After working hard to grow your recruitment business, here’s how to legally withdraw money from it and minimise your tax bill.
Running a recruitment firm can be tough work so it seems only fair that you can access money from the business as and when you need it, right? Wrong. If you’re set up as a limited company then it’s vital you understand the separation between you and the business and what this means for your finances and tax liabilities.
Once incorporated at Companies House, a limited company becomes a separate entity to you, the owner, and so any money the company makes belongs to the company. Of course, that’s not to say you can’t access it. You just have to know how to do it legally, fairly and in the most tax efficient way.
There are three common ways business owners withdraw money from their business: Director’s salary, Dividends and Director’s loan. A dedicated accountant will be able to work with you to determine the right combination of these three that will work for you and your company as well as considering pensions, benefits (including a company car) and alternative investments. But it never hurts to understand the basics.
This first one is fairly self-explanatory, you pay yourself a salary. For this, you’ll need to be registered as an employee of your company and go through the PAYE system.
Crucially, the amount you pay yourself can help keep your tax bill low – remember as a company director you’re obliged to prepare a self-assessment tax return. Setting your salary at a level that means you can minimise your tax obligations will help ensure you get to keep more of your hard-earned money.
You can choose to take a salary up to the National Insurance Contributions (NIC) threshold, which for the year 2021-2022 stands at £9,568 per year or £797 per month. Using this method you’ll remain eligible for the state pension, but no income tax or NIC will need to be paid. This is providing you have not received a salary from other employment (or previous employment) in the given tax year.
Next, you’ll want to look at how you can top up your salary and paying a dividend is one way to do this providing you have shares within the company.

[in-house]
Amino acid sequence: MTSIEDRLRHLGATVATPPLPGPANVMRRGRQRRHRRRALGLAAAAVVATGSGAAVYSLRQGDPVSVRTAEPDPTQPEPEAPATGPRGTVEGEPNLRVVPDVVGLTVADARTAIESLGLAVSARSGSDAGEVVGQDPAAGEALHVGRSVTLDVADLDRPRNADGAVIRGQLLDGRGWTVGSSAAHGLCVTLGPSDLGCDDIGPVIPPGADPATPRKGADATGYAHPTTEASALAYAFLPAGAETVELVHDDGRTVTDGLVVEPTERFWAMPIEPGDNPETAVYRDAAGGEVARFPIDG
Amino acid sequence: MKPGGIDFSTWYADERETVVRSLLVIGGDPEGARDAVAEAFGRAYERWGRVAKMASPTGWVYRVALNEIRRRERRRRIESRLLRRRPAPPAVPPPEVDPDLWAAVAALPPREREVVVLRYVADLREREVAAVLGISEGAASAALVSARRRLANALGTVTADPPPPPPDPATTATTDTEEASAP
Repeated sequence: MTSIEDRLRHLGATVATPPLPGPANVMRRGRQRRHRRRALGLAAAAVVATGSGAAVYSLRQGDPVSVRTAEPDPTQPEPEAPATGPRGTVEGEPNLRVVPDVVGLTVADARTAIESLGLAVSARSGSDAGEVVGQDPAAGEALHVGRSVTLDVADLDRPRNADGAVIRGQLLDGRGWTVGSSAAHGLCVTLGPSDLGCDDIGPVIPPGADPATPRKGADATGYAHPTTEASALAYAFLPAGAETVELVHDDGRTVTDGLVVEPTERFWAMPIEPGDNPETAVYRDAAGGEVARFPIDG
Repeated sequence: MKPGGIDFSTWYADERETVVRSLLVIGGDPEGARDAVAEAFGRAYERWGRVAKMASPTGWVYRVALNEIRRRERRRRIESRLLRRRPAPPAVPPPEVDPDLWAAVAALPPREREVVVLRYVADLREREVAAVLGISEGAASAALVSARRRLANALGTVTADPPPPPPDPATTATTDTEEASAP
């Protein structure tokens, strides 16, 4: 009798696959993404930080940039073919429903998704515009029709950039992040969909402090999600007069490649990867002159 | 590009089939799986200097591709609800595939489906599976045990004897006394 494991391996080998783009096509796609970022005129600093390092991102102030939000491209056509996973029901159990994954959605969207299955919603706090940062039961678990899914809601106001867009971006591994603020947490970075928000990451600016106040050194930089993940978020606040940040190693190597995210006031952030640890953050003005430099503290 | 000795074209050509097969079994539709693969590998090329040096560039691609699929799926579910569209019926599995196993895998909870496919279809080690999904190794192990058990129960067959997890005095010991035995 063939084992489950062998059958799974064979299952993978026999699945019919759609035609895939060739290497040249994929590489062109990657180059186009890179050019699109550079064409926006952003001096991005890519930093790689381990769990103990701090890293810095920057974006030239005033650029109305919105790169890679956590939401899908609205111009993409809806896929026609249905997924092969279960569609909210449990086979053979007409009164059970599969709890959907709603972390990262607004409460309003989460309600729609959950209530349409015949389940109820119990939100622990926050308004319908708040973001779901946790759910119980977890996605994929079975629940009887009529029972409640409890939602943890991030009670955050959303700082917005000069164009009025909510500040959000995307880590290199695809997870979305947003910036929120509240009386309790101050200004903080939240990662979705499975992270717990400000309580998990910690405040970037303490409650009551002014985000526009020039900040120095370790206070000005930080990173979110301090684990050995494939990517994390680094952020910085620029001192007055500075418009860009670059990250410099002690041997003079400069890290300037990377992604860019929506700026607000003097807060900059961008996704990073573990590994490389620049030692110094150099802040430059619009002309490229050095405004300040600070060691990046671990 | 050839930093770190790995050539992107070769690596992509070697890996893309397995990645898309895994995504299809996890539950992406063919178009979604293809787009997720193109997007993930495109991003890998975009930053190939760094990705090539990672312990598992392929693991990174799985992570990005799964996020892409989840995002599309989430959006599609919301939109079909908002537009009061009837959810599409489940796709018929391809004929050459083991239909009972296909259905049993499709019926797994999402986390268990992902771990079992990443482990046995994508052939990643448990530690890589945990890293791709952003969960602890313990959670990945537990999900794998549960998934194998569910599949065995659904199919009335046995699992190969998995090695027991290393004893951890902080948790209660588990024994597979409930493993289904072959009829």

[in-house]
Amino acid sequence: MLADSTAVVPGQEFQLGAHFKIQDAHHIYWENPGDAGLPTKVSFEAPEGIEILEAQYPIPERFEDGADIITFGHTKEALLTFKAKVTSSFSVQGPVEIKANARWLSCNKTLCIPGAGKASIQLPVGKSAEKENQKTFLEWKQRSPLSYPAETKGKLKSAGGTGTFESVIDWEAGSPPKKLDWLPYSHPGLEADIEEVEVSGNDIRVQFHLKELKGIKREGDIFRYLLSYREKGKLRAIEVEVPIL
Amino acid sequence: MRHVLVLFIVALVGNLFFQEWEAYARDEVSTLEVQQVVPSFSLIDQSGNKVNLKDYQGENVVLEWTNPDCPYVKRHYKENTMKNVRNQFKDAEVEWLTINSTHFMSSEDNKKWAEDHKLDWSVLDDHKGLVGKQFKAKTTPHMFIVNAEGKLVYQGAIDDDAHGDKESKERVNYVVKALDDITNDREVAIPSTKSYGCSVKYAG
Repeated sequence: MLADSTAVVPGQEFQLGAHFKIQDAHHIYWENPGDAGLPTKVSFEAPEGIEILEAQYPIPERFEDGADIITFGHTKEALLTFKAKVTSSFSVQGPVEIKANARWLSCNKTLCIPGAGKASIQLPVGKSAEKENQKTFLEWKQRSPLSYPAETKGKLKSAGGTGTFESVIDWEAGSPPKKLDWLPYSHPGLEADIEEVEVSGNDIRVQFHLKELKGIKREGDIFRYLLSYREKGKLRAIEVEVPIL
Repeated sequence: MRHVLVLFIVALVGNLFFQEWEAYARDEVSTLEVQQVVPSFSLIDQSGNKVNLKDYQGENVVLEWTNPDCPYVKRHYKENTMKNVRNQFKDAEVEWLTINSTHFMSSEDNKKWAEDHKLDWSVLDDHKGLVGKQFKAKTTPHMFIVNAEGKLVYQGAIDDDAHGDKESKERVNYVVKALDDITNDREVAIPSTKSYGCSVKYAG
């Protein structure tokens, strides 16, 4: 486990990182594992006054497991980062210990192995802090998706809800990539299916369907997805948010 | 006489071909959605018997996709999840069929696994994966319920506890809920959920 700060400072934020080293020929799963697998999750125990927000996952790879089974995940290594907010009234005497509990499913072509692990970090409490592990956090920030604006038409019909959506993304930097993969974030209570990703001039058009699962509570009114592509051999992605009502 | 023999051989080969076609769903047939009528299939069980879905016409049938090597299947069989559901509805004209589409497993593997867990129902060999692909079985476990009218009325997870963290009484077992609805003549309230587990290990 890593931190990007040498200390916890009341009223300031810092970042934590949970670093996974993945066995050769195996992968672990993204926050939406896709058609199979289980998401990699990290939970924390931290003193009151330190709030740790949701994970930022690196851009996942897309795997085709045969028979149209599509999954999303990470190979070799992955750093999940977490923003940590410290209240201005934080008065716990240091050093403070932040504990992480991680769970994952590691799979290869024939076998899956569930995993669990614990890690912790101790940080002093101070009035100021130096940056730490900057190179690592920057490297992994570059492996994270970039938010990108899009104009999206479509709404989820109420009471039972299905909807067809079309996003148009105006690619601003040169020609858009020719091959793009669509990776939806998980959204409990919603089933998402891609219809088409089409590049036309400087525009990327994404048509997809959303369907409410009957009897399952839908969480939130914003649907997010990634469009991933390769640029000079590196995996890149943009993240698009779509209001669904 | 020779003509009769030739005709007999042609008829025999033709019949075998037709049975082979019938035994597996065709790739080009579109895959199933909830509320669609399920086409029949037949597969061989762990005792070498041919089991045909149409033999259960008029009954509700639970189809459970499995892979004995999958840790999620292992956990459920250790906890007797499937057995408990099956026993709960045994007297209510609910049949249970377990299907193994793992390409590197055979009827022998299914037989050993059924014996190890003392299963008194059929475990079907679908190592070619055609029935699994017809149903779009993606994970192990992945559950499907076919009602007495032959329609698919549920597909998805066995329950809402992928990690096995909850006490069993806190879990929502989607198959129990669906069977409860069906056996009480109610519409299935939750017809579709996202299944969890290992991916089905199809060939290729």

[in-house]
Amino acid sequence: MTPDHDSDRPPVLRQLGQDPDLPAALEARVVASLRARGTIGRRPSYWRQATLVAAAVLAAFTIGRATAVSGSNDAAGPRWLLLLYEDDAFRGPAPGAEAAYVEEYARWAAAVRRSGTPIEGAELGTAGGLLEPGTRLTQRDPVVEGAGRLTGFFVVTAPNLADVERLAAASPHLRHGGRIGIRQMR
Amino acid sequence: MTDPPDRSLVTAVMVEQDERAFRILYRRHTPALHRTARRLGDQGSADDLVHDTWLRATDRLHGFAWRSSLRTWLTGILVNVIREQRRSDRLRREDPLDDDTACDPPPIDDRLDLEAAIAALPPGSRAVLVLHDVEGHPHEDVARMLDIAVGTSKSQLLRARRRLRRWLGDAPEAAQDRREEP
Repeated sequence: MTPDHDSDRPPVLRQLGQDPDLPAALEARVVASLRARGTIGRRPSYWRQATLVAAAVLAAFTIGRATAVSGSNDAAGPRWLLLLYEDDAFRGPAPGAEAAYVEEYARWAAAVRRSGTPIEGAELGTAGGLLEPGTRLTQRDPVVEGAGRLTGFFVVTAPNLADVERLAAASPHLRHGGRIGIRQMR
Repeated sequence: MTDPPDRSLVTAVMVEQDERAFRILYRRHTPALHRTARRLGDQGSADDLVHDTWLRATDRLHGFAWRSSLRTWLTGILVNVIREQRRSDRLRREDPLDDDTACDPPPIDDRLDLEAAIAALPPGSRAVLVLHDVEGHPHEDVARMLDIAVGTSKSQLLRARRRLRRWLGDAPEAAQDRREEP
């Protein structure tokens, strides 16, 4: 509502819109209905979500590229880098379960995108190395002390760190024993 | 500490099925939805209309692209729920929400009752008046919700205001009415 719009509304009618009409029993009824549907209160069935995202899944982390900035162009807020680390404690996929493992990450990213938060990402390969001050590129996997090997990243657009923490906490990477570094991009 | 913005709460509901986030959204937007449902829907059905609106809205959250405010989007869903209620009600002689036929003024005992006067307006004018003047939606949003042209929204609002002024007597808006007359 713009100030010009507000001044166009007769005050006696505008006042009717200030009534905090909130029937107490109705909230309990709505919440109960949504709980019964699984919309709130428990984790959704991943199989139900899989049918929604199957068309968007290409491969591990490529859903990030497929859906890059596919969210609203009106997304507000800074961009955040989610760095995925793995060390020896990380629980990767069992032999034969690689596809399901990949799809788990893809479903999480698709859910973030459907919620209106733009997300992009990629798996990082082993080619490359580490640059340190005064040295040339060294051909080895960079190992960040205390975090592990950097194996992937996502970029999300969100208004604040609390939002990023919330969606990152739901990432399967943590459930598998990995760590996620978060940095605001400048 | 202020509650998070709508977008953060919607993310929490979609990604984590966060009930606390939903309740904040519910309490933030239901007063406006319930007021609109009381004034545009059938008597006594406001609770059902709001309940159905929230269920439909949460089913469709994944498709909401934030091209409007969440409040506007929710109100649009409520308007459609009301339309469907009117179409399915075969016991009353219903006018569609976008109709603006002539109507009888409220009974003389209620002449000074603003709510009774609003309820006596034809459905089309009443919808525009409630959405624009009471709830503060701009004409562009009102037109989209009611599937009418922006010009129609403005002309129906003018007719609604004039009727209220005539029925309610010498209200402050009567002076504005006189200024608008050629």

Each year you’re entitled to a dividend allowance (tax free) – for 2021-2022 the allowance is £2,000 per year. After this amount, the tax you pay is dependent on your income tax band. Your tax band is calculated by taking into account all of your income, minus your personal allowance.
For 2021-2022 the tax rate for dividends over the £2,000 allowance is as follows:
Basic rate taxpayer: 7.5%
Higher rate taxpayer: 32.5%
Additional rate: 38.1%
From April 2022 the tax on dividend income is increasing by 1.25% in order to support the NHS and social care.
It’s also worth noting that you can only pay dividends when the company has made a profit. This can be in the current year or an accumulation of previous years’ profit.
A third common way of drawing money from your business is through a director’s loan. Any such transactions must be accounted for in both the company’s balance sheet and possibly its tax return, as well as sometimes on the director’s self-assessment tax return.
Usually the loan originates from a director putting money into the business or paying for some of the business expenses personally. Loan repayments are tax free, however we recommend utilising your allowances first before making any loan repayments.
As a rough rule of thumb if your director’s loan account is ‘overdrawn’ – that is the director has withdrawn more than they have paid into the company – they won’t have to pay tax on it provided the amount is repaid within nine months and a day of the company’s year-end. After this, the unpaid balance will be subject to S455 tax – corporation tax at 32.5%. It is possible to then reclaim this tax once the director’s loan is paid in full.
If you take a director’s loan of £10,000 or more then it must be reported on your tax return and you may be required to pay National Insurance and interest on it.
The amount of interest paid on the loan is down to the company to determine – but do be aware that if it is below the official rate of interest HMRC may treat it as a ‘benefit in kind’ and so it would need to be recorded on your self-assessment return.
At Recruitment Accountants we’re here to help ensure you are tax efficient as well as compliant and that your recruitment business prospers. We will advise you on the best and most tax efficient way of drawing funds from your business. Speak to us today to find out more.